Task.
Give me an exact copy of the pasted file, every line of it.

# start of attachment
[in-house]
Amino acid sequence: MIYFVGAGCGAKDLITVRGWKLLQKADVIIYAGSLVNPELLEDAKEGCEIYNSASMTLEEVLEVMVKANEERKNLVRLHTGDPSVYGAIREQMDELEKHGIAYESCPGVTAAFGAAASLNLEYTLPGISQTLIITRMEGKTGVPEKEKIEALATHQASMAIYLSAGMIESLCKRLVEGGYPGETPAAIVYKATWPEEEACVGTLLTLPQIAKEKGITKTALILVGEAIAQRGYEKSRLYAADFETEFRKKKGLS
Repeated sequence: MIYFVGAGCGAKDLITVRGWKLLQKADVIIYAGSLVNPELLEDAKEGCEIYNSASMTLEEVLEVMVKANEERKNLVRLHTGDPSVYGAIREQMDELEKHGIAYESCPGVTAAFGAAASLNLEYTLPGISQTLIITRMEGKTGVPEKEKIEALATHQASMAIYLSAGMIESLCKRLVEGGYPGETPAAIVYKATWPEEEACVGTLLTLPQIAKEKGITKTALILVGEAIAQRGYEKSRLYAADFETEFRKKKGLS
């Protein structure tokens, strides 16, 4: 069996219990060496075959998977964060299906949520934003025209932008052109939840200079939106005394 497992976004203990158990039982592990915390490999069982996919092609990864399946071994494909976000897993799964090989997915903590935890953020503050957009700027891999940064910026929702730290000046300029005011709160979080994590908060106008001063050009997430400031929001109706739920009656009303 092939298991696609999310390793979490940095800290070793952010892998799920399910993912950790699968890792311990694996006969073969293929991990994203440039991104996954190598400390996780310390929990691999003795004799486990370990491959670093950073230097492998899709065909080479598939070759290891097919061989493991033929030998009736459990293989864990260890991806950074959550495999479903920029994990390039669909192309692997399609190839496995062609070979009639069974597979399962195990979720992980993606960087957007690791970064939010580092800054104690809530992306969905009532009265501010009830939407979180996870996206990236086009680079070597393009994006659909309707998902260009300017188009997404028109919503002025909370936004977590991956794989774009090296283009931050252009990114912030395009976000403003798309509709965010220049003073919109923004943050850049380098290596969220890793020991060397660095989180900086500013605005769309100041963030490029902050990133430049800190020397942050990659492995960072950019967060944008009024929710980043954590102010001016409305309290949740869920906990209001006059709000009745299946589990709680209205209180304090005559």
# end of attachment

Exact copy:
[in-house]
Amino acid sequence: MIYFVGAGCGAKDLITVRGWKLLQKADVIIYAGSLVNPELLEDAKEGCEIYNSASMTLEEVLEVMVKANEERKNLVRLHTGDPSVYGAIREQMDELEKHGIAYESCPGVTAAFGAAASLNLEYTLPGISQTLIITRMEGKTGVPEKEKIEALATHQASMAIYLSAGMIESLCKRLVEGGYPGETPAAIVYKATWPEEEACVGTLLTLPQIAKEKGITKTALILVGEAIAQRGYEKSRLYAADFETEFRKKKGLS
Repeated sequence: MIYFVGAGCGAKDLITVRGWKLLQKADVIIYAGSLVNPELLEDAKEGCEIYNSASMTLEEVLEVMVKANEERKNLVRLHTGDPSVYGAIREQMDELEKHGIAYESCPGVTAAFGAAASLNLEYTLPGISQTLIITRMEGKTGVPEKEKIEALATHQASMAIYLSAGMIESLCKRLVEGGYPGETPAAIVYKATWPEEEACVGTLLTLPQIAKEKGITKTALILVGEAIAQRGYEKSRLYAADFETEFRKKKGLS
């Protein structure tokens, strides 16, 4: 069996219990060496075959998977964060299906949520934003025209932008052109939840200079939106005394 497992976004203990158990039982592990915390490999069982996919092609990864399946071994494909976000897993799964090989997915903590935890953020503050957009700027891999940064910026929702730290000046300029005011709160979080994590908060106008001063050009997430400031929001109706739920009656009303 092939298991696609999310390793979490940095800290070793952010892998799920399910993912950790699968890792311990694996006969073969293929991990994203440039991104996954190598400390996780310390929990691999003795004799486990370990491959670093950073230097492998899709065909080479598939070759290891097919061989493991033929030998009736459990293989864990260890991806950074959550495999479903920029994990390039669909192309692997399609190839496995062609070979009639069974597979399962195990979720992980993606960087957007690791970064939010580092800054104690809530992306969905009532009265501010009830939407979180996870996206990236086009680079070597393009994006659909309707998902260009300017188009997404028109919503002025909370936004977590991956794989774009090296283009931050252009990114912030395009976000403003798309509709965010220049003073919109923004943050850049380098290596969220890793020991060397660095989180900086500013605005769309100041963030490029902050990133430049800190020397942050990659492995960072950019967060944008009024929710980043954590102010001016409305309290949740869920906990209001006059709000009745299946589990709680209205209180304090005559």